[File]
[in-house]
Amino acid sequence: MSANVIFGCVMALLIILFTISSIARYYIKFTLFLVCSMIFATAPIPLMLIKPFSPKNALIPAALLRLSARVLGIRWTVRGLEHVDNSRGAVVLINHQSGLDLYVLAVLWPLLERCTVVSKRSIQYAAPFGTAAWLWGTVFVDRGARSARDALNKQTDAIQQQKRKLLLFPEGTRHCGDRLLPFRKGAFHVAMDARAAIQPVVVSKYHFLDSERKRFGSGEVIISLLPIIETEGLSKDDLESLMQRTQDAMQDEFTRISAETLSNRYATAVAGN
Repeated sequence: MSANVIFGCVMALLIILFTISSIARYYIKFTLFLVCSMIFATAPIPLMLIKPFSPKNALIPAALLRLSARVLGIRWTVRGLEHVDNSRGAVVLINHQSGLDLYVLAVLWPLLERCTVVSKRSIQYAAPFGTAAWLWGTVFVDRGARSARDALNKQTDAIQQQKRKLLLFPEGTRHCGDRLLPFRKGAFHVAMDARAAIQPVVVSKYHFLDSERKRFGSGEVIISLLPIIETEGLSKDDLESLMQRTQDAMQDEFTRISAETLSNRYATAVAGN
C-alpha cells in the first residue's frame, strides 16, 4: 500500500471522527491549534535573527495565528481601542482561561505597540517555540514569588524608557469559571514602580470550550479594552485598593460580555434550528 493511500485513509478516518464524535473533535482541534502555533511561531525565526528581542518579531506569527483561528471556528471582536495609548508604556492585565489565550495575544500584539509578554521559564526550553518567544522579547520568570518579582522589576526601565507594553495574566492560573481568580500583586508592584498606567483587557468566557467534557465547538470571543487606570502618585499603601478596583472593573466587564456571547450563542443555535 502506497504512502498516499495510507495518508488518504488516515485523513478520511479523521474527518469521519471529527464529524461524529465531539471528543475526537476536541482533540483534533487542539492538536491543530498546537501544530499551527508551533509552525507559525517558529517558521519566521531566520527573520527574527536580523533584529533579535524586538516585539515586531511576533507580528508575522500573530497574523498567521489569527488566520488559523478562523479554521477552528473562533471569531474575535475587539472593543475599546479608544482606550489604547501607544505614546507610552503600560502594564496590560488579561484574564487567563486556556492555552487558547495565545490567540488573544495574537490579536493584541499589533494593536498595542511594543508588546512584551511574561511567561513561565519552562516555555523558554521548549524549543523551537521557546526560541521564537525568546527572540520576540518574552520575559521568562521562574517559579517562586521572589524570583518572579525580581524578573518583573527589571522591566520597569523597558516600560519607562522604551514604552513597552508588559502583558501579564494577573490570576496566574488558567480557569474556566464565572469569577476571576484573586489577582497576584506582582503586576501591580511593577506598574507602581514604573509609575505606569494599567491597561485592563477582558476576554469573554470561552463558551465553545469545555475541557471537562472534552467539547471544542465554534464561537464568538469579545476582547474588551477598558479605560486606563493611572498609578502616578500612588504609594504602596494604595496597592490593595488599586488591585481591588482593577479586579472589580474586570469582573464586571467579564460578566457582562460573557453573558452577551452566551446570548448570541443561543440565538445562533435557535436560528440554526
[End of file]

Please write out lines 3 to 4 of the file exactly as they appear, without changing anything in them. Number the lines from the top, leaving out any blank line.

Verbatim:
Repeated sequence: MSANVIFGCVMALLIILFTISSIARYYIKFTLFLVCSMIFATAPIPLMLIKPFSPKNALIPAALLRLSARVLGIRWTVRGLEHVDNSRGAVVLINHQSGLDLYVLAVLWPLLERCTVVSKRSIQYAAPFGTAAWLWGTVFVDRGARSARDALNKQTDAIQQQKRKLLLFPEGTRHCGDRLLPFRKGAFHVAMDARAAIQPVVVSKYHFLDSERKRFGSGEVIISLLPIIETEGLSKDDLESLMQRTQDAMQDEFTRISAETLSNRYATAVAGN
C-alpha cells in the first residue's frame, strides 16, 4: 500500500471522527491549534535573527495565528481601542482561561505597540517555540514569588524608557469559571514602580470550550479594552485598593460580555434550528 493511500485513509478516518464524535473533535482541534502555533511561531525565526528581542518579531506569527483561528471556528471582536495609548508604556492585565489565550495575544500584539509578554521559564526550553518567544522579547520568570518579582522589576526601565507594553495574566492560573481568580500583586508592584498606567483587557468566557467534557465547538470571543487606570502618585499603601478596583472593573466587564456571547450563542443555535 502506497504512502498516499495510507495518508488518504488516515485523513478520511479523521474527518469521519471529527464529524461524529465531539471528543475526537476536541482533540483534533487542539492538536491543530498546537501544530499551527508551533509552525507559525517558529517558521519566521531566520527573520527574527536580523533584529533579535524586538516585539515586531511576533507580528508575522500573530497574523498567521489569527488566520488559523478562523479554521477552528473562533471569531474575535475587539472593543475599546479608544482606550489604547501607544505614546507610552503600560502594564496590560488579561484574564487567563486556556492555552487558547495565545490567540488573544495574537490579536493584541499589533494593536498595542511594543508588546512584551511574561511567561513561565519552562516555555523558554521548549524549543523551537521557546526560541521564537525568546527572540520576540518574552520575559521568562521562574517559579517562586521572589524570583518572579525580581524578573518583573527589571522591566520597569523597558516600560519607562522604551514604552513597552508588559502583558501579564494577573490570576496566574488558567480557569474556566464565572469569577476571576484573586489577582497576584506582582503586576501591580511593577506598574507602581514604573509609575505606569494599567491597561485592563477582558476576554469573554470561552463558551465553545469545555475541557471537562472534552467539547471544542465554534464561537464568538469579545476582547474588551477598558479605560486606563493611572498609578502616578500612588504609594504602596494604595496597592490593595488599586488591585481591588482593577479586579472589580474586570469582573464586571467579564460578566457582562460573557453573558452577551452566551446570548448570541443561543440565538445562533435557535436560528440554526